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38 Cards in this Set

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  • Back
What are four basic ways in which microbes can be controlled in food?
- prevent contamination
- remove them
- kill them (bactericidal)
- prevent gowth (bacteriostatic)
What are some parameters we can change (intrinsic/extrinsic) to control microbes in food
Low aw, pH, and T
High T, irradiation, MAP
How freezing affect microbes?
Water activity is low. Freezing does not kill generally (though freeze-thaw cycles lethal)
• ice crystals discrupt cell structure
• macromolecules can be denatured/destabilized
General effects of low T, pH, aw on microbes?
Stops or reduces growth rate
Enzyme activity reduced
Spore germination prevented
effect of viability
How does low T affect microbial growth?
Slows enzymes and metabolic activity
How does low aw affect microbes?
Enzyme inhibition
Osmotic Shock
Plasmolyis --> water migration out of cell causing dehydration
How does low pH affect microbes?
Energy expended as cell attempts to remove H+; eventual cell death
How does high T affect microbes?
Denatures proteins
Breaks DNA strands
Cell membrane disruption
RNA degradation
Who invented canning?
Nicholas Appert
Durand altered process to use metal can
What is pasteurization?
High T processing - goal is 5D reduction; legal for milk is 5D though usually done to 7D

Does not kill spores -- main goal is killing of pathogens/spoilage organisms
What are the T's/times of
HTST: 15 sec @ 161F
LTLT: 30 min @ 145F
eggs: 100 min @ 136F - goal w/eggs is to kill salmonella but not cook egg
What is commercial sterilization?
Heat treat to rid food pf pathogens and mesophilic organisms:
100-150C/ Canning @ 121C
What are the conditions of UHT?
1-2 seconds at about 150C
What are the disadvantages to commercial sterilization?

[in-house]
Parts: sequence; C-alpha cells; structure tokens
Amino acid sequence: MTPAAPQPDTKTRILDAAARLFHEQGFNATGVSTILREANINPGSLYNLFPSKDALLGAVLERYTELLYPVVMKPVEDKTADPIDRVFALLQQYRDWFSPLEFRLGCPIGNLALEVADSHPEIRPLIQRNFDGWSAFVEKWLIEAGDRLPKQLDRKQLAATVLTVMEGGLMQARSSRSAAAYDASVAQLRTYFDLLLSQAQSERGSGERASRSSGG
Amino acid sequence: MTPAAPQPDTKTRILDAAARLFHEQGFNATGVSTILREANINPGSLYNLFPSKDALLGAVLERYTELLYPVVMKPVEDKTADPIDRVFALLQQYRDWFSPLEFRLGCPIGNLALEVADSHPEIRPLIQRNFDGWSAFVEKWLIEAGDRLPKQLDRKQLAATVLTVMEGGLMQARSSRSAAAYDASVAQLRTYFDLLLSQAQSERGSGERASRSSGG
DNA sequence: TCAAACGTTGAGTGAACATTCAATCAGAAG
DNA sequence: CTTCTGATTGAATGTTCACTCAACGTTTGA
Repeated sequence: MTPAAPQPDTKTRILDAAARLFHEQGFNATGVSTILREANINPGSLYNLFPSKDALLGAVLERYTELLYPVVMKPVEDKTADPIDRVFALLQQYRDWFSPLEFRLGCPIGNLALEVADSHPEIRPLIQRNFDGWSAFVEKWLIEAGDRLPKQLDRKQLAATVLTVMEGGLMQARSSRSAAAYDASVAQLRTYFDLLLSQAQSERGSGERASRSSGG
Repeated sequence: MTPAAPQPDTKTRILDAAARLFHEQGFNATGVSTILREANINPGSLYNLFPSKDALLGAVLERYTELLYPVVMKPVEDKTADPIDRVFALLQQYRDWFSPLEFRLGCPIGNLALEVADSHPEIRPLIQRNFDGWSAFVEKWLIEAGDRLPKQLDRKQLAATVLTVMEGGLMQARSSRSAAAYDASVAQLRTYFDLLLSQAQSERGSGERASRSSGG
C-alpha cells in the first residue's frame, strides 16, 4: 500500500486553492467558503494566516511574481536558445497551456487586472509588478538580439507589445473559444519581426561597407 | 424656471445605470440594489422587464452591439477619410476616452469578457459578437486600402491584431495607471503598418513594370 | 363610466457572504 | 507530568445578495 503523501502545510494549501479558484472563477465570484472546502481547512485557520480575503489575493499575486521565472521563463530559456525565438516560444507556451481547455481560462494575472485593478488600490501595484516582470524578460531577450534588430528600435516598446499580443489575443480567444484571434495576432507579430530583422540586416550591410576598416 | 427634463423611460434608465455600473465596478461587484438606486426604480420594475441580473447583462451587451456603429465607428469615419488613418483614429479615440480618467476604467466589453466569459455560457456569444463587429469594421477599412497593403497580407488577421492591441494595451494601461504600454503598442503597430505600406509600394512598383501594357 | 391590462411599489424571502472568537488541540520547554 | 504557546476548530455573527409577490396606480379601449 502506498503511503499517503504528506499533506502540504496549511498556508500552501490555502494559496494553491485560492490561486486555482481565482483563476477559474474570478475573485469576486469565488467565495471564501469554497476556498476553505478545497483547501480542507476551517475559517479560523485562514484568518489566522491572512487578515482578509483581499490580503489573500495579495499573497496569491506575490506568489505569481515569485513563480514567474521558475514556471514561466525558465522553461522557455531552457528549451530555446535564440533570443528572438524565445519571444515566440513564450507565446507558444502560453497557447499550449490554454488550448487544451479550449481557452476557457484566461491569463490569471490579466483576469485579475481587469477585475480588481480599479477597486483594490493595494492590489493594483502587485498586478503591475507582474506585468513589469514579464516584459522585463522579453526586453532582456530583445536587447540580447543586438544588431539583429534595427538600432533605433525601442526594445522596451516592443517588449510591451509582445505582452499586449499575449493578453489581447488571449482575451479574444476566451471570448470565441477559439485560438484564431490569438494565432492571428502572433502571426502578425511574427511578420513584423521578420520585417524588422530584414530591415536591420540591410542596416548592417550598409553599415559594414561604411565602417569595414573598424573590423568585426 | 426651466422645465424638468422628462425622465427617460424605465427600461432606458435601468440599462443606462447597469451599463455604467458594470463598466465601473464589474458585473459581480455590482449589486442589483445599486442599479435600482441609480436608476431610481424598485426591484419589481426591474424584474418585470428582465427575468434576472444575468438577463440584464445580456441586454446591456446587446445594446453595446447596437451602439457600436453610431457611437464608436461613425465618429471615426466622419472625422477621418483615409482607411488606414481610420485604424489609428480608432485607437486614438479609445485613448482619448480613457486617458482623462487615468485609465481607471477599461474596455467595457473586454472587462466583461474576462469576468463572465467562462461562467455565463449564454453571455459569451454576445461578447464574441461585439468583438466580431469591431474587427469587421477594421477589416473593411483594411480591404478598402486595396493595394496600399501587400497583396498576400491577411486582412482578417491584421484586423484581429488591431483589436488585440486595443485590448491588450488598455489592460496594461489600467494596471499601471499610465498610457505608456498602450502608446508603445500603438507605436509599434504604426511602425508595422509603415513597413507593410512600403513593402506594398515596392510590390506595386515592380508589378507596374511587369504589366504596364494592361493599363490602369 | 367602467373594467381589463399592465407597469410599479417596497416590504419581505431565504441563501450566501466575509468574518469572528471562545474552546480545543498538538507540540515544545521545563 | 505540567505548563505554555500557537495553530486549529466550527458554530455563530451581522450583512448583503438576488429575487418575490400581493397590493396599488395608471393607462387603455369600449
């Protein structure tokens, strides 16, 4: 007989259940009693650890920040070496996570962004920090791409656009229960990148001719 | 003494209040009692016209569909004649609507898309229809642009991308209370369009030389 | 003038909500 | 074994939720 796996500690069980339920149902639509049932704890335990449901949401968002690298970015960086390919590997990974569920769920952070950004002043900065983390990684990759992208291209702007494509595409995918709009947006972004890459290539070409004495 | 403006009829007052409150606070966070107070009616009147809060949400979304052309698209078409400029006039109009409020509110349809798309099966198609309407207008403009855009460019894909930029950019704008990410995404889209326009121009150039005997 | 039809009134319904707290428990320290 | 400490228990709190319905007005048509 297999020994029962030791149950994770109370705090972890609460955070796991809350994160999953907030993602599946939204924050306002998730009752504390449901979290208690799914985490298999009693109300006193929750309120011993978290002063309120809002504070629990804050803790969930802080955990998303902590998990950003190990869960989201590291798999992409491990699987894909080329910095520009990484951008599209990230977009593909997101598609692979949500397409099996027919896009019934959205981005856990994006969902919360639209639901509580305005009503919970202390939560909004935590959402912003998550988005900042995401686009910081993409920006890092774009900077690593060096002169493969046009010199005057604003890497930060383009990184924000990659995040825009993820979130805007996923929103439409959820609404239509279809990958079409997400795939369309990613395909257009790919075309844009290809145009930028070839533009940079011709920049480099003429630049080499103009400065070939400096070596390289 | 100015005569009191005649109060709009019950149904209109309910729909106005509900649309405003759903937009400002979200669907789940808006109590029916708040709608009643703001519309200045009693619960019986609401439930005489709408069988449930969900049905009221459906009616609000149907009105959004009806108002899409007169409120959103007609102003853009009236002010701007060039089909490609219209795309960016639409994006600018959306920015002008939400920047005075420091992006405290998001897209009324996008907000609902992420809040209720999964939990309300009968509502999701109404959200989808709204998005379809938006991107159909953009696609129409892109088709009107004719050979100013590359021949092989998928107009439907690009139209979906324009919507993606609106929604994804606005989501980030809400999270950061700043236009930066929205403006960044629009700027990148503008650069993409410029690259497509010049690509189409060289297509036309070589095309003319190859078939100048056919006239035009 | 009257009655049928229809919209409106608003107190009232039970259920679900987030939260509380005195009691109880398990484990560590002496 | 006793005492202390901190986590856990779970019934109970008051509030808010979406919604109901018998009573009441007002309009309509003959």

It affects food sensory qualities and nutritional value
What is the Aw/pH cutoff for low acid/ acidic foods?
aw = 0.85
pH <4.6
What is lyophilization?
Freeze drying
-> freezes and dehydrates
Besides T, what are the most important factors in controlling microbes in food?
aw, pH, and O2 concentration
What organisms are used to design thermal processing conditions?
There are four:
Clost. botulinum
Clost. sporogenes*
Clost. theromsaccrolyticum
Bacillus stearothermophilus
Thermal death rate follows what kintects? Write the basic formula
First order
What is D?
Decimal reduction time
The time to reduce the microbe count by one log = 1/10

D = time/log(N/N0)
What is D(121) for C. botulinum?
0.204 min

So for canning, 12D = 12*0.204 = 2.45min
How do the D-values of organisms compare?
sporeformers >> veg. cells
What influences D?
The environment! pH, aw.. as these are lowered, D-values go down. D-values are specific to the food.
What is the "Z" value?
The rise in temperature needed to reduce D by a factor of 10.

I.e. if we want D = .2 min instead of 2 min, how much hotter??

It's a measure of the sensitivity of the microbe to changes in T
How is Z calculated?
Z = delta-T/log(D1/D2)
What is F?
The actual time required to reduce the microbial load by a specific amount in a specific food at a specific temperature.
What is Fo?
Also called the "sterilization value" - it's a reference for 121C and z=10C
Botulinum often cited:
F0=2.45 min

but canned F=4*fo=10-12min
What is the calculation for an equivalent Temp?
T2 = F0/(10^((T2-121)/Z))
How is wet heat different from dry heat in microbial reduction?
Wet heat more effective
Wet: kills by denaturation of DNA, proteins, enzymes
Dry: kills by dehydration/oxidation
What is a microbiological criterion?
A standard, guideline, or specification that defines food acceptability based on the absence/presence and/or number of microbes per unit.
What is the difference between standard/guideline/specification?
At what point it's applied and if the government involved
What is a standard?
A mandatory criterion outlined by the government. I.e. listeria zero-tolerance
What is a guideline?
A recommendation put forth by some agency (FDA/USDA) - advisory critereon
What is a specification?
An agreed upon criterion between a buyer/supplier. Part of a "product spec"
Why adopt these criterion?
For many reasons:
The liklihood that the food will support growth
Who the food's primary consumer will be
what the processing conditions are going to be
if there is evidence that there is a health hazard
how the food will be cooked before consumption
if there are suitable tests
What are the main components of a criteria?
1. Identification of the microbe of interest/why it's an issue
2. Specification of the appropriate test
3. Sampling methods (n)
4. Limits (m and M)
5. Acceptably positives (n-c)
What is a "case"
It categorized the severity of the potential hazard of the microbe in the food: 1-15

If = 15
n=60 c=0
What is n? m? M? c?
n = number of analytical units (samples) to be tested
m = min number for it to be counted as a positive
M = max number allowed - i.e. positives are allowed unles ANY exceed M
c = the number of positives allowed